Array comparative genomic hybridization (CGH) has become the technology of choice for high-resolution prenatal whole genome analysis. Limitations of microarrays are mainly related to the analog nature of the analysis, and poor-quality DNA can result in failed quality metrics with these platforms. We examined a cohort of abnormal fetuses with failed array CGH results using a next-generation sequencing algorithm, CNV-Seq. We assessed the ability of the platform to handle suboptimal prenatal samples and generate interpretable molecular karyotypes.Methods
Nine samples obtained from abnormal fetuses and one from a normal control fetus were sequenced using an Illumina GAIIx. A segmentation algorithm for sequencing data was used to determine regional copy number data on the sequencing datasets.Results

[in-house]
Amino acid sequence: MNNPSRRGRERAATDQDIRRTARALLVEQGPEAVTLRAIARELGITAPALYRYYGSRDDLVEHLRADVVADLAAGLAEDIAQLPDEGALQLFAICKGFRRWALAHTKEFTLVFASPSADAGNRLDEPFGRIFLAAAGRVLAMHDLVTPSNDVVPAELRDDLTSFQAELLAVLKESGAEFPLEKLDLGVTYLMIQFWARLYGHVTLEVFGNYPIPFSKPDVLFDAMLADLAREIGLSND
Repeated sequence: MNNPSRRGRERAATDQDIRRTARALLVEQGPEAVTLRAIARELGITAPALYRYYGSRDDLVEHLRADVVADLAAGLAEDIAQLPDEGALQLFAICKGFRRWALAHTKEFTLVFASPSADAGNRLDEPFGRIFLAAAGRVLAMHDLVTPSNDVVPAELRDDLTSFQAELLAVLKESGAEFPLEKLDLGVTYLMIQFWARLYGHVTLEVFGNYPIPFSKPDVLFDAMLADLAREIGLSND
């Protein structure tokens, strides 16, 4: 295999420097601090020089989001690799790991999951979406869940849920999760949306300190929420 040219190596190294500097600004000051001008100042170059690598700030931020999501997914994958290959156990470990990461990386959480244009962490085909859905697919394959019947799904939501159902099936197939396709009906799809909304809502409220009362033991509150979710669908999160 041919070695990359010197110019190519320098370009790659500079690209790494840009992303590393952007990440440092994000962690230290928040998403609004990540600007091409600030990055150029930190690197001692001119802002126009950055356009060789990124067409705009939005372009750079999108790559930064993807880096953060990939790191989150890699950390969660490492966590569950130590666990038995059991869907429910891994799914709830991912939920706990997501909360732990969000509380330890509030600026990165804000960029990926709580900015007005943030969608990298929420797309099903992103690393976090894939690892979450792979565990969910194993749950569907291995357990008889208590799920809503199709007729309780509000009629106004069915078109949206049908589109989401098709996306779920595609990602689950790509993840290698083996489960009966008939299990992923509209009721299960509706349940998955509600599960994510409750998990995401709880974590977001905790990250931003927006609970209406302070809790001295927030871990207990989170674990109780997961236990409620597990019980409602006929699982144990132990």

Phred quality scores were satisfactory for analysis of all samples. CNV-Seq identified both large- and small-scale abnormalities in the cohort, and normal results were obtained for fetuses for which microarray data were previously uninterpretable. No variants of uncertain significance were detected. Analysis of the digital sequencing datasets offered some advantages over array CGH output.Conclusions
Using next-generation sequencing for the detection of genomic copy number variants may be advantageous for poor-quality, invasively-acquired prenatal samples. CNV-Seq could become a potential alternative to array CGH in this setting. Copyright © 2014 ISUOG. Published by John Wiley & Sons Ltd.